D Thomson | 28 Mar 2014 | 0 comments

I believe that the IT industry will, in the future, hold far more responsibility for radical changes to culture and society than ever before. The Internet of Things (IoT) will see humanity take a new foundation on which to build things (the Internet) and start to create architectures and services that fundamentally change the way we live our lives. Just in the past few weeks, I have spoken to entrepreneurs and large businesses that are seeding technological concepts that could, eventually, touch all of us in very meaningful and real ways. It is difficult (especially for a technologist like me) not to get excited about self-driving cars that learn from each other, connected homes that allow us to remotely monitor and control our personal spaces and smart meters that have a profound impact on a nations energy consumption. But, as I have discussed before, there are likely to be unintended consequences to all of these ideas that technologists (even the really clever ones) are likely to...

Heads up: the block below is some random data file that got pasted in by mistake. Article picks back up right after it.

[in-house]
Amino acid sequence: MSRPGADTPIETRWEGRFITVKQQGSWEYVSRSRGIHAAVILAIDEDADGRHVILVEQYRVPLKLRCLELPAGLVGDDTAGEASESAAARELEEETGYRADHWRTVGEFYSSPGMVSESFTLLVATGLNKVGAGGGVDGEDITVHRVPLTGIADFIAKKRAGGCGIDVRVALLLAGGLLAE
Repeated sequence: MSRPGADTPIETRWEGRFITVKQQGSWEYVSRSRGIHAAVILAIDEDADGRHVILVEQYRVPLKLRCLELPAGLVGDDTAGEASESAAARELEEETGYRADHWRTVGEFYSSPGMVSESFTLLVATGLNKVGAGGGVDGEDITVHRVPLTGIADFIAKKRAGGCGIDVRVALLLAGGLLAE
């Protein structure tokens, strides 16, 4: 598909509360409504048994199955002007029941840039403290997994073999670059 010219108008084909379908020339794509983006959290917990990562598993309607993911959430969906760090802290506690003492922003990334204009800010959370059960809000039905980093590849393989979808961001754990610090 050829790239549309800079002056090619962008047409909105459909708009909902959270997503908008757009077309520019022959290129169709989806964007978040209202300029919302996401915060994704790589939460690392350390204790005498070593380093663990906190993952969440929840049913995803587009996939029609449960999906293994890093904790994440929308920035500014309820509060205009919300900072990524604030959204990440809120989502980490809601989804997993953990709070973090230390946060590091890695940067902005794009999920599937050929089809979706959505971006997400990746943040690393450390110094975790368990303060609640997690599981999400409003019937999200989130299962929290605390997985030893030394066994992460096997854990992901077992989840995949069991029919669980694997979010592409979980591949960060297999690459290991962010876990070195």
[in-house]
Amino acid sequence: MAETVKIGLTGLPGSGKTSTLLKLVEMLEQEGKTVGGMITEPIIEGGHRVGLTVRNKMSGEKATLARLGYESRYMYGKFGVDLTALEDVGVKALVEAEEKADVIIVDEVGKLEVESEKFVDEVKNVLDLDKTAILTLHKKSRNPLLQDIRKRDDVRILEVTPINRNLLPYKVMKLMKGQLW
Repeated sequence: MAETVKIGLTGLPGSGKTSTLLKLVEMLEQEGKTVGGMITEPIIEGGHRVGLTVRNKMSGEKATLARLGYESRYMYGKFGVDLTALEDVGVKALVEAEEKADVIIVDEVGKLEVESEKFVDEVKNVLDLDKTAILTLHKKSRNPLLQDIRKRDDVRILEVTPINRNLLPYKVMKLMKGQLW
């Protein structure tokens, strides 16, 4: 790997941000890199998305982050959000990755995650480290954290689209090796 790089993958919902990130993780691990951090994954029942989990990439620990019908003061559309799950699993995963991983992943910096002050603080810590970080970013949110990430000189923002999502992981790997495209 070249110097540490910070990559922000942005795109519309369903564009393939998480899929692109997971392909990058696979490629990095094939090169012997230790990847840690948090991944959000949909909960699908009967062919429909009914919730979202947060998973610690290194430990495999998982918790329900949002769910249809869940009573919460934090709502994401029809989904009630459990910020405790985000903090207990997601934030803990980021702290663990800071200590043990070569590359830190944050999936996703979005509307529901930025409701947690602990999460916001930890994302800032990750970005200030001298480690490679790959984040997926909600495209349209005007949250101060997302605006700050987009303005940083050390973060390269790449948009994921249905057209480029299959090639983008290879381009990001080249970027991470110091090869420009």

D Thomson | 12 Feb 2014 | 0 comments

It’s still early days for the Internet of Things (IoT). While some are suggesting a complete revolution in 'smart' physical objects which will change our lives, I don’t think anyone will notice that much of a difference in the short term. Even so, over the next couple of years we will see all kinds of new devices connect to the internet, from plug sockets to plant pot monitors.